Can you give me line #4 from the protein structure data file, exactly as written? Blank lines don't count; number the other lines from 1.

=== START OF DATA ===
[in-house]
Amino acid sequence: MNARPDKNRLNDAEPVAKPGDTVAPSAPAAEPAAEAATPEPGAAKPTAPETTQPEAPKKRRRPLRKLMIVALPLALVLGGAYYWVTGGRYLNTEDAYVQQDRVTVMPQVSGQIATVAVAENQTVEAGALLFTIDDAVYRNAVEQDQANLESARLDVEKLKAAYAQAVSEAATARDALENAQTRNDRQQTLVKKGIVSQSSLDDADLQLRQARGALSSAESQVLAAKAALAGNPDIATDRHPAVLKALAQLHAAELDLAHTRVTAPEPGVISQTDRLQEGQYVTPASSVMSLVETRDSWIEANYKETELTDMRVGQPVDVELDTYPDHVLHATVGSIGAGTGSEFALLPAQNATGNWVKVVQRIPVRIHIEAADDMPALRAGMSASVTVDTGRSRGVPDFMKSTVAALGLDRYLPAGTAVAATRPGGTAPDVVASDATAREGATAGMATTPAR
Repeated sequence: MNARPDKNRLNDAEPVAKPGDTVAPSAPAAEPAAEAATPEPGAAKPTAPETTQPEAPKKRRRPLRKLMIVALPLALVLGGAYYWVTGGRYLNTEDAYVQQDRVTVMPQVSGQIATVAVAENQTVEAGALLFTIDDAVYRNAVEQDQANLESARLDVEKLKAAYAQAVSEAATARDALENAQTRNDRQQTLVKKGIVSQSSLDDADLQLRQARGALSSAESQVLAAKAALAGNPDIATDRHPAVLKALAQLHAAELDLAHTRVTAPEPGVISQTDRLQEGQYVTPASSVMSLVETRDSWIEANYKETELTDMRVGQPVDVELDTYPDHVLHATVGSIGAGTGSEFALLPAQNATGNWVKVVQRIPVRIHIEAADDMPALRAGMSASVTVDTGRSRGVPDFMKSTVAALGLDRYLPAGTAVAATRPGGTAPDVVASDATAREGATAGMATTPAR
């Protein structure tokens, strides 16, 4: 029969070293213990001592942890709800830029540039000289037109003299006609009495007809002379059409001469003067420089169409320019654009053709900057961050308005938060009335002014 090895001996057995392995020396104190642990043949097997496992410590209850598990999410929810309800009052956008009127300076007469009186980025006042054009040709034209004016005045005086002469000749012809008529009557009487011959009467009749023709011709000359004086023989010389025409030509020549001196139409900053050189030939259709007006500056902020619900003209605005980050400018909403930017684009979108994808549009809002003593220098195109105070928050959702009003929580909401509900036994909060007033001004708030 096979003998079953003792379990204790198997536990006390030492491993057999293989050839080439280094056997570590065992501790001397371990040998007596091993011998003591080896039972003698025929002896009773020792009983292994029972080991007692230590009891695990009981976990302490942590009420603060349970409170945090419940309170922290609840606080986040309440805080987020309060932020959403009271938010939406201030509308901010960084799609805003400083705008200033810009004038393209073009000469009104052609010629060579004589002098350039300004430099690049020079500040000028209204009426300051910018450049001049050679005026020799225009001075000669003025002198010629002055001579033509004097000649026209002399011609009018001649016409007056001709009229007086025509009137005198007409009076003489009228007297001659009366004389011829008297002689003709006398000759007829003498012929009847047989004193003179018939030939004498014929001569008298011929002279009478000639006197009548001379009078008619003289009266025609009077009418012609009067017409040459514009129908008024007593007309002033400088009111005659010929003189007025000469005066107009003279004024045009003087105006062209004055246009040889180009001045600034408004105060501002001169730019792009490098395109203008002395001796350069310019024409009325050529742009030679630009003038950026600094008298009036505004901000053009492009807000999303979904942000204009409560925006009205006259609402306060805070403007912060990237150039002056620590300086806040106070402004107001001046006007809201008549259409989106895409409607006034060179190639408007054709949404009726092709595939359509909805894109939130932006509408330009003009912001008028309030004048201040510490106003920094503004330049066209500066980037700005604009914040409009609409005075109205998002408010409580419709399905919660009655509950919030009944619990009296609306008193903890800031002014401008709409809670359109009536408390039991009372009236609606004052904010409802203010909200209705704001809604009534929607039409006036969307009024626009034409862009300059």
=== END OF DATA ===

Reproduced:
């Protein structure tokens, strides 16, 4: 029969070293213990001592942890709800830029540039000289037109003299006609009495007809002379059409001469003067420089169409320019654009053709900057961050308005938060009335002014 090895001996057995392995020396104190642990043949097997496992410590209850598990999410929810309800009052956008009127300076007469009186980025006042054009040709034209004016005045005086002469000749012809008529009557009487011959009467009749023709011709000359004086023989010389025409030509020549001196139409900053050189030939259709007006500056902020619900003209605005980050400018909403930017684009979108994808549009809002003593220098195109105070928050959702009003929580909401509900036994909060007033001004708030 096979003998079953003792379990204790198997536990006390030492491993057999293989050839080439280094056997570590065992501790001397371990040998007596091993011998003591080896039972003698025929002896009773020792009983292994029972080991007692230590009891695990009981976990302490942590009420603060349970409170945090419940309170922290609840606080986040309440805080987020309060932020959403009271938010939406201030509308901010960084799609805003400083705008200033810009004038393209073009000469009104052609010629060579004589002098350039300004430099690049020079500040000028209204009426300051910018450049001049050679005026020799225009001075000669003025002198010629002055001579033509004097000649026209002399011609009018001649016409007056001709009229007086025509009137005198007409009076003489009228007297001659009366004389011829008297002689003709006398000759007829003498012929009847047989004193003179018939030939004498014929001569008298011929002279009478000639006197009548001379009078008619003289009266025609009077009418012609009067017409040459514009129908008024007593007309002033400088009111005659010929003189007025000469005066107009003279004024045009003087105006062209004055246009040889180009001045600034408004105060501002001169730019792009490098395109203008002395001796350069310019024409009325050529742009030679630009003038950026600094008298009036505004901000053009492009807000999303979904942000204009409560925006009205006259609402306060805070403007912060990237150039002056620590300086806040106070402004107001001046006007809201008549259409989106895409409607006034060179190639408007054709949404009726092709595939359509909805894109939130932006509408330009003009912001008028309030004048201040510490106003920094503004330049066209500066980037700005604009914040409009609409005075109205998002408010409580419709399905919660009655509950919030009944619990009296609306008193903890800031002014401008709409809670359109009536408390039991009372009236609606004052904010409802203010909200209705704001809604009534929607039409006036969307009024626009034409862009300059």